Life in Inanimate Objects

I have been doing layouts for them off and on for most of my life and I have discovered that no matter how well proof-read or how many people have reviewed a layout before it goes to the printer, it invariably comes back with a glaring error.

Along with this I have become convinced that inanimate objects are neither inanimate or lifeless. I don’t tell many people that because they think I’m nuts.

I did not fully realize the extent of these unexpected life sources until a couple of summers ago when I built a couple of rock retaining walls. I decided to dry stack the rock which meant that I would use no mortar. I had never built a rock wall before but I knew the walls needed to be laid well.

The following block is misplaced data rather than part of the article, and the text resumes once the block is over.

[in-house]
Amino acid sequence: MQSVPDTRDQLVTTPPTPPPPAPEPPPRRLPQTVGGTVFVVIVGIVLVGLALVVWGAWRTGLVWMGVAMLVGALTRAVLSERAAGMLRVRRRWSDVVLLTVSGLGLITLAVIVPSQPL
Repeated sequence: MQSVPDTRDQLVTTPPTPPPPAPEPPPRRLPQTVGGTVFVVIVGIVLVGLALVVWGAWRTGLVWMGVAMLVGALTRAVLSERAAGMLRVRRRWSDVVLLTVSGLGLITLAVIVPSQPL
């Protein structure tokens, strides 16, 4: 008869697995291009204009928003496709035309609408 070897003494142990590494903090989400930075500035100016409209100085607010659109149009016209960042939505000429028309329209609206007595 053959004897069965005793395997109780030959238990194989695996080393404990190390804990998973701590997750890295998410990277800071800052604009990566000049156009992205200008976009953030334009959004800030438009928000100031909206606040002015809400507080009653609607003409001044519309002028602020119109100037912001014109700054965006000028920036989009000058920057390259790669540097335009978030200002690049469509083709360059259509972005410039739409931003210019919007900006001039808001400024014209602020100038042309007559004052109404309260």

I wasn’t far into the project when I discovered that the rocks were talking to me. Most of them gave me very helpful suggestions, but some could be quite peevish. Interestingly, the medium and large sized rocks as well as the very small gravels knew their merits and told me where they would fit best for both beauty and structure. It was the smaller rocks - those not quite medium in size - that were often a notable pain in the butt. They usually insisted that their place was on the front face, often arguing with me and sometimes doing it so vociferously that it turned larger rocks silent and recalcitrant. To the larger rocks’ credit, however, they usually got over it quickly and joined with me again in the building effort.

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